Aside from dismembered Barbie dolls and broken Hills Hoists, I remember many, many books. I remember The Three Billy Goats Gruff, the father-son equivalent of the Battle of Waterloo. I remember reading books onto tape for our grandfather in New Guinea, so that he too could also enjoy the wonders of The Wump World, a charming story that saw a new record set at Toowoomba Library for the most number of times a book could be borrowed by a devoted small boy. I particularly remember bedtime, when Dad read to us all seven of The Chronicles of Narnia, books I always associate with warmth, Dad, and my brothers. Mum was, very sadly, banished from reading the books to us at bedtime because you thought she made the voices too exciting, and you couldn't get to sleep afterwards. I trust you have stayed awake as Dad reads this.

I remember frosty mornings at Gold Park shivering in a westerly watching the Under 6s play footy. I particularly remember the day you got your hands on the ball, sprinted up the field, and stood in touch looking puzzled as to what to do next until another kid caught up to you and said 'give us the ball, Fox'. You handed over the ball and the kid made the try. That kid may well be one of the guests here today, because my brother is the most steadfast and loyal of friends.

You have a reputation, too, as a willing receptacle for a guilt trip. When I was little and was asked what my father did, I answered 'My daddy is a liar'. 'Lawyer' is a dificult word for small tongues. When you were asked that question, you gave a more detailed answer: "My daddy goes to work every day so that we can live."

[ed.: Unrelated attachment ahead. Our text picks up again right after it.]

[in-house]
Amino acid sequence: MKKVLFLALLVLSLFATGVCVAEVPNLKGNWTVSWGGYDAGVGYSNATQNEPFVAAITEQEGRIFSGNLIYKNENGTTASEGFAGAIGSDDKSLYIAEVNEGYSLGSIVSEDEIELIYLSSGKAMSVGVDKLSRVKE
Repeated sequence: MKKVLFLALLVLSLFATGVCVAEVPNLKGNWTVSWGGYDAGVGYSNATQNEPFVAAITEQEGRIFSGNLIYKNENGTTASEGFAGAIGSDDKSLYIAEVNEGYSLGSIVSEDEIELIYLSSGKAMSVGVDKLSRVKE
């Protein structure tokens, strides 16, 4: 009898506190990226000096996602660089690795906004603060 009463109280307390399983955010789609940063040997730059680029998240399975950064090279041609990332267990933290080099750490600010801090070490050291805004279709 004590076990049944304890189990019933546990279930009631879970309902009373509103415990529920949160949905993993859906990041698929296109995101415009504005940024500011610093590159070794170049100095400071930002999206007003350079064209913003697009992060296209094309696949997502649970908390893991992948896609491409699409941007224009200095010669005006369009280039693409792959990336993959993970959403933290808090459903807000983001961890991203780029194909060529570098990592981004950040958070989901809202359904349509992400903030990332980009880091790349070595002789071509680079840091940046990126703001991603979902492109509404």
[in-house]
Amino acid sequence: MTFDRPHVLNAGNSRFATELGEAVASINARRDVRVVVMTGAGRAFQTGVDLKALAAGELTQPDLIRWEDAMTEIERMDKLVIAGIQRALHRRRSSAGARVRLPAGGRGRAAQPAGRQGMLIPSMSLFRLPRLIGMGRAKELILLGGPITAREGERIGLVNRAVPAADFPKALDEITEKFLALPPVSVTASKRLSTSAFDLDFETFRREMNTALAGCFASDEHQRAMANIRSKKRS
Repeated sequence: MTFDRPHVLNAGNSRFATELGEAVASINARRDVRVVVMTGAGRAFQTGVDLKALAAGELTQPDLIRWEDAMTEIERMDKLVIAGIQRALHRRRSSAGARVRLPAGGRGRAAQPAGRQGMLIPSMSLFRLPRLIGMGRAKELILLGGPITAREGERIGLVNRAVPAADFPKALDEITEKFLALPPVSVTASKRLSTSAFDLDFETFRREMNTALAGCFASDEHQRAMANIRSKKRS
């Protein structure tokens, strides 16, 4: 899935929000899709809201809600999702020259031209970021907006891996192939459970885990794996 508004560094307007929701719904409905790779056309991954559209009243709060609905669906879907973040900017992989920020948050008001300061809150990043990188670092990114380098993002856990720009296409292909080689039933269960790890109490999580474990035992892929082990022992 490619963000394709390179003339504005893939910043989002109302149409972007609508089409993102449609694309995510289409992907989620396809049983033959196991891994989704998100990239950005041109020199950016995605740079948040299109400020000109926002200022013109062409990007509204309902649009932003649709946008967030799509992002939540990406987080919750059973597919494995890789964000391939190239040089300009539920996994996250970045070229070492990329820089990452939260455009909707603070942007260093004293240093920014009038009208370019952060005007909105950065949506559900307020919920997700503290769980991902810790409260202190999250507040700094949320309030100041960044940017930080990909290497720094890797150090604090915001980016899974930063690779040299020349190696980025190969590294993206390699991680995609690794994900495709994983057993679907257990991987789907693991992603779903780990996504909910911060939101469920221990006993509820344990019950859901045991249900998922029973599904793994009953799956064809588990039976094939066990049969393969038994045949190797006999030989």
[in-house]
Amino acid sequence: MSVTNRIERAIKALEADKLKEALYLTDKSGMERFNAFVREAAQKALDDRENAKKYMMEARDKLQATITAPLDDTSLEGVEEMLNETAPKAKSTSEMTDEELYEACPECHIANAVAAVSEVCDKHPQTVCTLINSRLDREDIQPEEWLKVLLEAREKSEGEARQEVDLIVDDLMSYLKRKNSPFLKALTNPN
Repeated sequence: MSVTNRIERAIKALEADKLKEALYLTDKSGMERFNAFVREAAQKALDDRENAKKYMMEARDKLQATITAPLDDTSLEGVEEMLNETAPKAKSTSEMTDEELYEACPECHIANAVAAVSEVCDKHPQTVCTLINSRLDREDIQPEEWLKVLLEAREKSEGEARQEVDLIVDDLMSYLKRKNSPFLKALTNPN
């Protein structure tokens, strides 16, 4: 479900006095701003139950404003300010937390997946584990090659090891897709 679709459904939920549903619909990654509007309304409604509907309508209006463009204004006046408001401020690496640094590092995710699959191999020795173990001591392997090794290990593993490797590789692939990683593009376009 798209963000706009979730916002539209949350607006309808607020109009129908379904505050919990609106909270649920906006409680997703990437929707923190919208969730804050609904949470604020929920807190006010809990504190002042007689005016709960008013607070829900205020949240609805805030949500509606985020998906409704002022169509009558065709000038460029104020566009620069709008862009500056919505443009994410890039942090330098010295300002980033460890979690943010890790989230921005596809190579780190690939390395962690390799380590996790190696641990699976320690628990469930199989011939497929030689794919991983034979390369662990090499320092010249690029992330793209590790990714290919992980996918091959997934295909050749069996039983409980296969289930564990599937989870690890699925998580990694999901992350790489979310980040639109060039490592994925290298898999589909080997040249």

I remember getting lost in Tasmania with you, and the look on your face when you had run over a mountain, run back, and told me 'Penny, I just saw the bloody car.' I remember the seven-hour walk that followed, too. I ask your forgiveness for that, but I'd point out that I was right when I refused to let you die there because in your words 'you'd had a good life and done everything you wanted to do'. Because you hadn't done this.

I am, personally, in awe of the relationship the two of you have built. What you are doing here today is the natural extension of the lives you have built for yourselves, and I know that you will make each other very happy in the years ahead.

To Krissy, I say three things:

First, if you ever have a son, tell him that another little boy wants to read the library book so he can't borrow it for the thirty-second time.
Second, if you have that son, and he and James come back from the farm singed and soot-stained, it's best to turn a blind eye. Remember that pyromania is a male Fox trait and there's nothing you can do about it.
And third, my brother wrote a letter to his Year 3 teacher at the end of the year, and told her that 'my mum and my dad think you are the best teacher that I have ever had, and do you know I think that she and he are right'. Krissy -- my brother thinks you are the nicest girl he ever saw, and do you know, I think that he is definitely right.

To James, I have only the last words from the last pages of a book that will always and always make me think of you: "The term is over, the holidays have begun; the dream is over, this is the morning."

This is the morning of the holidays of your life.

I can't be with you today, but I will never go to Narnia without you. I hope you take your family there too one day.

With all my love, Issy.
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February 2010